DETROIT – Evangelical theologian Mark Achtemeier shared the story of his turnabout from anti-gay ordination activist into a pro-gay marriage advocate with several hundred Presbyterians at today’s Covenant Network luncheon.
After having “worked very hard to pass a constitutional ban” against the ordination of gay people, he assured the crowd that he remains “fully committed to a high view of biblical authority.” However he said that he’d become “a chastened disciple who now recognizes that the witness of Scripture comes down overwhelmingly on the side of gay inclusion.”
A rousing round of applause arose from the organization that has been advocating for such inclusion for over 15 years.
Referencing a just published book, “The Bible’s Yes to Same-Sex Marriage,” subtitled, “An Evangelical’s Change of Heart,” he said that one of the things that “rocked” him out of his “conservative complacency” was the growing realization of the impact traditional teaching was having on the personal lives of gay persons.
He shared how some of those folks – themselves devout, evangelical believers – had valiantly worked to overcome their same-sex attractions, how they had prayed, sought deliverance. He also recounted how so many of their evangelical friends responded with “compassion, concern and encouragement.” They supported them “through an intensive program of spiritual counseling and rehabilitative therapy” and walked alongside them “as supportive friends and colleagues.”
But in spite of their “heroic faithfulness” those efforts produced “broken and despairing people.” Their efforts proved to be spiritually and psychologically toxic, he said.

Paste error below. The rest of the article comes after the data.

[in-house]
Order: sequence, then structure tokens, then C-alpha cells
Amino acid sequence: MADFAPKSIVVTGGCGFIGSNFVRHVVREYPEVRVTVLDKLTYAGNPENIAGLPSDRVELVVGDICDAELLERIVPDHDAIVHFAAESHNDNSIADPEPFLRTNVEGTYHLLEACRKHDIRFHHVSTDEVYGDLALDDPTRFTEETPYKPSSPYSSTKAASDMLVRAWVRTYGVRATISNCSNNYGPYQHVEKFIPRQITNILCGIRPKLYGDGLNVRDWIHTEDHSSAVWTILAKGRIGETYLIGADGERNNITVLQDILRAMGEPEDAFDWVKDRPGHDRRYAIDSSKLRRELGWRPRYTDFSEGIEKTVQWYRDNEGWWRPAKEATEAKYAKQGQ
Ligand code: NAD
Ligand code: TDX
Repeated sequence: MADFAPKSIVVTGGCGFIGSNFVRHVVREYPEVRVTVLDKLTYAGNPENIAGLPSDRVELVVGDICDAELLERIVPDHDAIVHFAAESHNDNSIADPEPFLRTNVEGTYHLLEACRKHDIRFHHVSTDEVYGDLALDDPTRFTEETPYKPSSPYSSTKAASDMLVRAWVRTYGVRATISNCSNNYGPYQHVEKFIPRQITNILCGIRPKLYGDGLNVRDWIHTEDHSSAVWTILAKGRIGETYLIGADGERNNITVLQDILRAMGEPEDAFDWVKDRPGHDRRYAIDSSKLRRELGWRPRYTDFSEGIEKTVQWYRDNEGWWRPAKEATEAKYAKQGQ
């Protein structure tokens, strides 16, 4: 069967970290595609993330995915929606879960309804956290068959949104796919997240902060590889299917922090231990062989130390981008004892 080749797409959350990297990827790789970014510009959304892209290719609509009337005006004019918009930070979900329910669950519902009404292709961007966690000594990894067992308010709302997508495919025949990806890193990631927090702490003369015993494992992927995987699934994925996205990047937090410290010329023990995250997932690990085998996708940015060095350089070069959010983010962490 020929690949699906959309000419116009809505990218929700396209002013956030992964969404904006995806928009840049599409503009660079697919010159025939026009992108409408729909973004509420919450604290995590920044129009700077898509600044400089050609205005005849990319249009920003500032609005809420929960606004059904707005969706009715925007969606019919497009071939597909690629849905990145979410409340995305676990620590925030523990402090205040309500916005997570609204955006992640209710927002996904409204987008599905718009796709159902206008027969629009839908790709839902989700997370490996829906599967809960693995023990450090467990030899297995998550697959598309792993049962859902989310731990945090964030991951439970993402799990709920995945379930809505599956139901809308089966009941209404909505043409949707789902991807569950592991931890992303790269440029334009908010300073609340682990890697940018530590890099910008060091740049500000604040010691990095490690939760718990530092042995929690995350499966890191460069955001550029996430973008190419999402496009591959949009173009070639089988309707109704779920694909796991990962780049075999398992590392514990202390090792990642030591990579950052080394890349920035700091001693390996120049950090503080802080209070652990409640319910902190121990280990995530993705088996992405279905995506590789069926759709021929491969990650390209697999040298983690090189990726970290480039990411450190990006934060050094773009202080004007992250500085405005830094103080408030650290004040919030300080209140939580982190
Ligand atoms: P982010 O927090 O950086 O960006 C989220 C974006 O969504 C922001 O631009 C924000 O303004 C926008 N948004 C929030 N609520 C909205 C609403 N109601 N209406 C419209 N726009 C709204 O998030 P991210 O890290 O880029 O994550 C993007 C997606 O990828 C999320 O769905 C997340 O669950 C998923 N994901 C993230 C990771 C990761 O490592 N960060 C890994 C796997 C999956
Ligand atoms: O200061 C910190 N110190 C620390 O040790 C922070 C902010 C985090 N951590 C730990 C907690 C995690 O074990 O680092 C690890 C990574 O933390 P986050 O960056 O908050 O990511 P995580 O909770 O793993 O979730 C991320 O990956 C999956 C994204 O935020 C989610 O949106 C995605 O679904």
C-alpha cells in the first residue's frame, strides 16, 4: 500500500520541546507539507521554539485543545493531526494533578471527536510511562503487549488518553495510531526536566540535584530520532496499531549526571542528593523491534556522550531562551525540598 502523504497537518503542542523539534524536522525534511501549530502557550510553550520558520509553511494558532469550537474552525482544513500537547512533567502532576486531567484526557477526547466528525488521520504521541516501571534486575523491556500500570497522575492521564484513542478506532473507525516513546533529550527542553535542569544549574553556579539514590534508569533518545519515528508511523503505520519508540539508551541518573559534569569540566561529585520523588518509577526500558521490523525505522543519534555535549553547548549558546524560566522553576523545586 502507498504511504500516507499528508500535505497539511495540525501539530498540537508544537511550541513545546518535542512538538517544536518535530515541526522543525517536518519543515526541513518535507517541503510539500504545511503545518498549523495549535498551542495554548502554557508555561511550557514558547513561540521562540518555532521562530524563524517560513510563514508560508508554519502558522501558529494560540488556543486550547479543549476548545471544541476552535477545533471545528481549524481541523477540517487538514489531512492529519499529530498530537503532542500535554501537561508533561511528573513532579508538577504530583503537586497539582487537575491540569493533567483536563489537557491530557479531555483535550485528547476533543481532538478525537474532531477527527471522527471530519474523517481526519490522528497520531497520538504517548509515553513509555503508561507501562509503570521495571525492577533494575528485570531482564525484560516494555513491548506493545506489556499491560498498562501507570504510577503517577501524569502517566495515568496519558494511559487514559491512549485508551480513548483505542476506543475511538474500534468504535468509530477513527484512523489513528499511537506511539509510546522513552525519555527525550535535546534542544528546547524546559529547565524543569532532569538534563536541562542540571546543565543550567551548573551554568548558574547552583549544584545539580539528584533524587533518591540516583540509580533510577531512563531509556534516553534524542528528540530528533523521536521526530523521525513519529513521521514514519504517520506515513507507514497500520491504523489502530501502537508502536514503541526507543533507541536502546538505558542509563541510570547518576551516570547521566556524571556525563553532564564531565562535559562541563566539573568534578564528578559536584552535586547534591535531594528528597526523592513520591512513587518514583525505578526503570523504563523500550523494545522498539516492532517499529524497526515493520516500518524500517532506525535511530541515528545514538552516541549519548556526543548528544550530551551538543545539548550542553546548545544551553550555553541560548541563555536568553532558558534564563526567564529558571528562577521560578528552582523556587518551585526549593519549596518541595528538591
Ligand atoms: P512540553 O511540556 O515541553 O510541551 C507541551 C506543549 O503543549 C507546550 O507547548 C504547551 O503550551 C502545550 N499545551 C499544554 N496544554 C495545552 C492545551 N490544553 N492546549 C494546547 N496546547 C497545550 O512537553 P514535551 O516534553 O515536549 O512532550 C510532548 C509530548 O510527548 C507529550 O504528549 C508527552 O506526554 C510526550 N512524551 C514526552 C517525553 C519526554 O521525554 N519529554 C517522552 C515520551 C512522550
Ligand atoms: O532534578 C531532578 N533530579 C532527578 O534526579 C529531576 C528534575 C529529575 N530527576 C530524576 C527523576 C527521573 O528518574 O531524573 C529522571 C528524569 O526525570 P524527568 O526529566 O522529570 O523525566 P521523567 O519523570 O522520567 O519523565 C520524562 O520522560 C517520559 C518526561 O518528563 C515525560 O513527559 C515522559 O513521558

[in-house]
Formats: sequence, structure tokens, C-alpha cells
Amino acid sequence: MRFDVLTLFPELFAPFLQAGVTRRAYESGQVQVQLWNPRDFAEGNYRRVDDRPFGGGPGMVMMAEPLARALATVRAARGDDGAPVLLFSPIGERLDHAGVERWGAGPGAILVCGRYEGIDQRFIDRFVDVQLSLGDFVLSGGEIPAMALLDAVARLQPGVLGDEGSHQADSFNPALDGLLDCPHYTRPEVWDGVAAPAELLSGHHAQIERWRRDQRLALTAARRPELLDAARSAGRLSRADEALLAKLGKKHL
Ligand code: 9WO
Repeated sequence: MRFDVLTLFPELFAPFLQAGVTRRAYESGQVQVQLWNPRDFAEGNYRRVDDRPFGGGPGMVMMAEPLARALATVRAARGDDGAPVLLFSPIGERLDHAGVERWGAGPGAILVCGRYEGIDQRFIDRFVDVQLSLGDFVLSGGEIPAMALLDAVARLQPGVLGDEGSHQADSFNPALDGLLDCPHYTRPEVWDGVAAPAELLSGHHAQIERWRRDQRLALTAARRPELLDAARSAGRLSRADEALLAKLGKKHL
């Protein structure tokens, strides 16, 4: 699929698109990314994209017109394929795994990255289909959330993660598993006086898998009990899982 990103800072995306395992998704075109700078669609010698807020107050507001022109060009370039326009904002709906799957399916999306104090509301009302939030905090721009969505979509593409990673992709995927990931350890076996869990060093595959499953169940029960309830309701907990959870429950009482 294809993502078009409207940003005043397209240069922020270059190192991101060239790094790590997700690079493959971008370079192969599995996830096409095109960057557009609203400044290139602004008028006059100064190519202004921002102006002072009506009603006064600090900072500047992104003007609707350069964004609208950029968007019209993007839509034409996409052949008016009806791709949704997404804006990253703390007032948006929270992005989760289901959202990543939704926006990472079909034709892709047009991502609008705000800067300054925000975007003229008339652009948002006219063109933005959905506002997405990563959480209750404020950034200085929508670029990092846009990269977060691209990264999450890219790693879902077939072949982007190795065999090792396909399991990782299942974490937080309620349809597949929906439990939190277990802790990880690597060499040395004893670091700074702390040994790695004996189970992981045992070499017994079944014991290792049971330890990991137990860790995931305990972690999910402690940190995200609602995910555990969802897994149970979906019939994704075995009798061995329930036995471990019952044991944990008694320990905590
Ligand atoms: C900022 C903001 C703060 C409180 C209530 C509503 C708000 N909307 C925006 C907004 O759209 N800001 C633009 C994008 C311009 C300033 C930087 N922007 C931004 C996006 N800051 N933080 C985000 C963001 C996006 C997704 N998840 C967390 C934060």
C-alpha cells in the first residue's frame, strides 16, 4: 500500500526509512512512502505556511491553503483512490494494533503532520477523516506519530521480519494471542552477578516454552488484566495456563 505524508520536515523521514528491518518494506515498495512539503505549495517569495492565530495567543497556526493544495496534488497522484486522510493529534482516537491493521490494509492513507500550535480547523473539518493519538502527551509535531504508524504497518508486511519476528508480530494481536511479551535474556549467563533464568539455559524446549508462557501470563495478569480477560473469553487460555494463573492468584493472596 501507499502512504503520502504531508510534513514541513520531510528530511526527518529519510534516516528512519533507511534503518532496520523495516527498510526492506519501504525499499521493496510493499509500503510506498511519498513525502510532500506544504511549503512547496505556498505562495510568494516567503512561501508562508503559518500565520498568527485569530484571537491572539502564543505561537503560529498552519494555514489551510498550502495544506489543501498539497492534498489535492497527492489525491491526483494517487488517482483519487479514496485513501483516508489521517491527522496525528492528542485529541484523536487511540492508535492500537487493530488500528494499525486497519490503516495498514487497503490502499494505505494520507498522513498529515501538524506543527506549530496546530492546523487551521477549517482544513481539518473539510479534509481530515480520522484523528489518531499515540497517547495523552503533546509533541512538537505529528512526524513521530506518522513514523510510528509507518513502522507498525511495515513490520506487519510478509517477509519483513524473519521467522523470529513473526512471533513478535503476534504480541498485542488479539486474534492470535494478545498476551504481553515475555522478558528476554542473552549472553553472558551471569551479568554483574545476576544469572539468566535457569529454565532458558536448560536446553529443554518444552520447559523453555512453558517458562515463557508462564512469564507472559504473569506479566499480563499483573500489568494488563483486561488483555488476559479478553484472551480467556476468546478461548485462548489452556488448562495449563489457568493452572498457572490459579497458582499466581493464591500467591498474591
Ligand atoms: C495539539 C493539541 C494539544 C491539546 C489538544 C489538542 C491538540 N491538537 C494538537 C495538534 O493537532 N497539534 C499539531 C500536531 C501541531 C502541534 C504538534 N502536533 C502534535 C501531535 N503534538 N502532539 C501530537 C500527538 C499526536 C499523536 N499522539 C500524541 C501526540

Given the seven or eight references to same-sex behavior scattered through the Bible – all of them negative – how could he argue with Scripture on this?
Achtemeier said that he found help from Irenaeus, a second century church leader, whose church was being torn by an array of factions, each quoting texts of Scripture to argue the point, but were contradicting one another. “How can that happen?” asked Irenaeus. Like a mosaic of a king, whose tiles could be separated and reassembled to look like a dog, so too, Scripture texts on matters addressing love, sex and marriage easily can be rearranged in ways that distort God’s love in Christ “that is the Bible’s true focus.”
“Jesus himself gives us a simple test for telling the difference between true and counterfeit teaching,” he said. “’You will know them by their fruits.’”
Referencing a much-quoted survey of the Barna group, he reminded the crowd that the church is being perceived as judgmental, hypocritical and anti-gay. He urged instead to be ones known for abiding in the vine – in close relationship with living Word, Jesus Christ and with the written word, the Bible. “You cannot have fellowship with Christ, the incarnate Word of God, apart from a vital connection to the written word of God. So let us have done with hemming and hawing about the Bible,” he exhorted. “I know there has been suspicion in some quarters that if we allow ourselves too open an engagement with the Scriptures, the result might be to undermine our efforts toward justice and inclusion, most especially with our gay and lesbian neighbors.” But, he retorted, “The suspicion is a myth and it needs to be set aside.”
He also urged those present to work to keep in close fellowship with those with whom they disagree, and applauded the fact that proposals before the General Assembly supporting marriage between same-sex couples would not require any Presbyterian “to adopt a view with which they disagree, or to participate in a ceremony of which they disapprove.”
“Our whole church needs a Directory for Worship, rather than a Directory for Litigation.”
His address was followed by a summary of Covenant Network’s board of directors, stated simply by David Colby: “Our hope for this GA is that we can pastor without prosecution.”